To love is human – How is this so?

The strongest thing is to love – The more you love yourself and those around you, the better because you will nurture what is within you and what is around you.

To love unconditionally is to love in spite of all the peaks and valleys. There is this element of indifference which goes beyond what we can verbally explain.

So then, its safe to say that love is one of the strongest forces in life. Recently, I have found a link between some of the ideals that the Buddhists spread throughout their society in the East – showing compassion and generosity towards others.

Showing compassion and generosity is a way in which one can show love to another. When you show compassion and generosity, you are being loving and nurturing. This is when as a human, you are in some of your strongest, most vibrant states.

In Islam, one of the five pillars is Charity or alms-giving (zakat) – Each year a Muslim should give money to charity (Usually 2.5% of their savings). If a person does not have much money, they can give services to others instead. This is another way in which religious philosophy has spread messages about showing love and compassion.

There is loads of scientific evidence that shows that when you are in these strong, vibrant physiological and psychological states, you begin to flourish and thrive as a result.

Contemporary neuroscience tells us that when performing these acts, there are significant electrochemical reactions in the brain that trigger happiness of mind and feel good physical sensations throughout the body.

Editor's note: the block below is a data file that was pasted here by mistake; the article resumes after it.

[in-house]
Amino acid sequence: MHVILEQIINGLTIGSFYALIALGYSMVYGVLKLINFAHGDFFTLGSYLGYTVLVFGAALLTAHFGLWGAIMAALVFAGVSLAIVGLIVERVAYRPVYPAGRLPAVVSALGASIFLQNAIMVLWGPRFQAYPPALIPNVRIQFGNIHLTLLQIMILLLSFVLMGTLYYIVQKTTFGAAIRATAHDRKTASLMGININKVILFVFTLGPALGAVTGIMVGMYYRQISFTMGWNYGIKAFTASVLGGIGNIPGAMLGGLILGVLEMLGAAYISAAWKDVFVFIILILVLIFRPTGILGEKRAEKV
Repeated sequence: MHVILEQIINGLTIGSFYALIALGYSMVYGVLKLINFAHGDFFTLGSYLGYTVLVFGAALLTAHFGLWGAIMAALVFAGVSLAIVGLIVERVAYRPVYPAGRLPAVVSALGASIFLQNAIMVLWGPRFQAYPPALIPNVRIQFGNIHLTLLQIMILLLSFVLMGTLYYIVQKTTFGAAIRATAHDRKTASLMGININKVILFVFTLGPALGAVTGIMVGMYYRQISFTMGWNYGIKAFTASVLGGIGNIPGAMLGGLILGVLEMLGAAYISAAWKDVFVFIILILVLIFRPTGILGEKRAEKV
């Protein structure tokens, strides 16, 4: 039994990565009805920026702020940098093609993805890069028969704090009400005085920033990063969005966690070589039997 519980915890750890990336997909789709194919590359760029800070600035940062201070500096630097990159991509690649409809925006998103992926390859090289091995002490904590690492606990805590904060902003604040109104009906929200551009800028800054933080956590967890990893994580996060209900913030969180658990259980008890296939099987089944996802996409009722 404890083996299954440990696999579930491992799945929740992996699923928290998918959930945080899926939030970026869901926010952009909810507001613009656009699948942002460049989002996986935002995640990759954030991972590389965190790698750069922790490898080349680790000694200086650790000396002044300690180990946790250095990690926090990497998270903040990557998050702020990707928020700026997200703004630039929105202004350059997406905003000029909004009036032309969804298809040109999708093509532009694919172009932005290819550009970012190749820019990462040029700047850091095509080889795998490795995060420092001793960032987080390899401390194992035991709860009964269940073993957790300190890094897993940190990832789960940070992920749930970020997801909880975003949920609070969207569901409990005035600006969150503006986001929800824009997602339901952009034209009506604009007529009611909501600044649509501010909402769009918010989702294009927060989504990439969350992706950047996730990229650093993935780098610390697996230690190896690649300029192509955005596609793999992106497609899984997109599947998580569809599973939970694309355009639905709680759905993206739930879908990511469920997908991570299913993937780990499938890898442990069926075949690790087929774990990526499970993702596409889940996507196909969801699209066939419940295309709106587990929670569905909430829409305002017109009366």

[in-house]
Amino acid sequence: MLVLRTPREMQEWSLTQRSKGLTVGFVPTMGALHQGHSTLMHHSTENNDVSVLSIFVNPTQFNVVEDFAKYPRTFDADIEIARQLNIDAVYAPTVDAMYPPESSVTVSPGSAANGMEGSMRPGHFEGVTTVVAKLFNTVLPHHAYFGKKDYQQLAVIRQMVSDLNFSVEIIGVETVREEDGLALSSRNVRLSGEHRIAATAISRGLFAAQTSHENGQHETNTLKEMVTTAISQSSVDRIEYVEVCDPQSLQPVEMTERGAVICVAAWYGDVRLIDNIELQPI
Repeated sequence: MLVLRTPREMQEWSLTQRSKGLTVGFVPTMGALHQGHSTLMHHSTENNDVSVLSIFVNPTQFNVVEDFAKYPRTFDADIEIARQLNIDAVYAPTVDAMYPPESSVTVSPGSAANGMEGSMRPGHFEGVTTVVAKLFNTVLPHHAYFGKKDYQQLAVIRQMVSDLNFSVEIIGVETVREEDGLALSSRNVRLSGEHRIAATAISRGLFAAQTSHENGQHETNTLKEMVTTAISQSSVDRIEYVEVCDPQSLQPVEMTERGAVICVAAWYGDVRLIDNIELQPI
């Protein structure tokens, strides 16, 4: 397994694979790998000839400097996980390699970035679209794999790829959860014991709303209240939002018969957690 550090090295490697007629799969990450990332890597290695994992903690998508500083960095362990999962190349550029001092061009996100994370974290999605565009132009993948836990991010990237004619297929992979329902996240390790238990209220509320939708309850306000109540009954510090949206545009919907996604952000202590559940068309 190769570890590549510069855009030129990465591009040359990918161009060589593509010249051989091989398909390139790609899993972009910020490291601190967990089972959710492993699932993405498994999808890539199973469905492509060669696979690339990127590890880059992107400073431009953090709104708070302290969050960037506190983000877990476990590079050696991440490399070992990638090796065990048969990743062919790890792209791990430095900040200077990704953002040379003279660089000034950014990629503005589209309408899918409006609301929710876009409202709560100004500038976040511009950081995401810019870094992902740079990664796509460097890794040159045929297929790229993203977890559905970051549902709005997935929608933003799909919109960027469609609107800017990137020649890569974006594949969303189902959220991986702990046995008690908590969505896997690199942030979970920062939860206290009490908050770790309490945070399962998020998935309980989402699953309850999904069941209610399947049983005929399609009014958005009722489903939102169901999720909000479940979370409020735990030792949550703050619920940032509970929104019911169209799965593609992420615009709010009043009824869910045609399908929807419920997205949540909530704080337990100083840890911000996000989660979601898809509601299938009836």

I remember just 2 weeks into actually moving out in to the village to live at FEFA College, I had to make an urgent trip back to Sydney.

I was confused as to what to do in terms of content creation. In my mind, the whole point of calling my platform ‘This is Philanthropy’ was because I was to document my time as a humanitarian worker, living day to day life in rural regions of Cambodia in fight for the cause for education for the younger generations. Well, that was the story I had in mind, anyway.

The best lesson I took from that was, you cant rely on circumstances on the outside to be the reason why you create. Rain, hail or shine, you create content. Things are less in control than what you like to think. I learned this lesson quite quick, and so I got to work, despite the dramatic change in context and setting.

This is an art form more than anything else, and so some of the most profound moments are had as a result of mental and emotional turmoil.

I came to the realisation however, that my page and my brand actually had nothing to do with philanthropy as I was already involved in the humanitarian industry before it began, but rather it gave me a platform to spread other messages and other ideas that I had and wanted to share.

Visiting Sydney after almost 1 year of living on my own in Cambodia was cool, not only for the fact that I got to catch up with friends and family, but also because that change in environment from rural Cambodia to Sydney sparked creativity and new ideas.
Below is a picture taken at Vapakthoir Coffee in Siem Reap. When they first opened, they were gifting new customers with an experience into traditional Khmer ceremonial fashion.

Siem Reap, Cambodia – 2018

The first tattoo I got was almost a year ago now. I had the idea for it but I kept hesitating to go and get it out of fear.

I’m sitting at a cafe one Saturday afternoon and it was the biggest coincidence that the cafe owners were also tattoo artists and were tattooing people for free to celebrate the opening of their new place.